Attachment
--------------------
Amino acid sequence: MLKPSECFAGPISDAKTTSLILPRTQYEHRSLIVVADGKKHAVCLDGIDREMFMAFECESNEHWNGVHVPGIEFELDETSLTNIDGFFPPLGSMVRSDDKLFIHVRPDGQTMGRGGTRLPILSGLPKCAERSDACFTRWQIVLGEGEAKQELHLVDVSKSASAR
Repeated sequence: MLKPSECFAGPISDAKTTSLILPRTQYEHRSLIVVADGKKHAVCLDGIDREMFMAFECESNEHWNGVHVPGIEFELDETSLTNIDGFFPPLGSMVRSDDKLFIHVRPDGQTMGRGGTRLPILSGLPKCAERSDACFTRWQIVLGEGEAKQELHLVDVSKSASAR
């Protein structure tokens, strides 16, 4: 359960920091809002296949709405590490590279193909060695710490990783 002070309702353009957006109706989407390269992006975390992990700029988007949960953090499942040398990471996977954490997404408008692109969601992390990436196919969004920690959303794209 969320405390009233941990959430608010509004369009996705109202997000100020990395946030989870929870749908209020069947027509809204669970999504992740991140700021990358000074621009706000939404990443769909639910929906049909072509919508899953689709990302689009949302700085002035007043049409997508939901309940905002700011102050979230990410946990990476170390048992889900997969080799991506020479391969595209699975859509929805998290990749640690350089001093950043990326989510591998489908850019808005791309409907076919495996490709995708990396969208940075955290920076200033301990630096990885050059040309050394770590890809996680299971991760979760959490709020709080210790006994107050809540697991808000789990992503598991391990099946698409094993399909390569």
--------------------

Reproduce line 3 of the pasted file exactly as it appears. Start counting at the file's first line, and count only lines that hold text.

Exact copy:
């Protein structure tokens, strides 16, 4: 359960920091809002296949709405590490590279193909060695710490990783 002070309702353009957006109706989407390269992006975390992990700029988007949960953090499942040398990471996977954490997404408008692109969601992390990436196919969004920690959303794209 969320405390009233941990959430608010509004369009996705109202997000100020990395946030989870929870749908209020069947027509809204669970999504992740991140700021990358000074621009706000939404990443769909639910929906049909072509919508899953689709990302689009949302700085002035007043049409997508939901309940905002700011102050979230990410946990990476170390048992889900997969080799991506020479391969595209699975859509929805998290990749640690350089001093950043990326989510591998489908850019808005791309409907076919495996490709995708990396969208940075955290920076200033301990630096990885050059040309050394770590890809996680299971991760979760959490709020709080210790006994107050809540697991808000789990992503598991391990099946698409094993399909390569």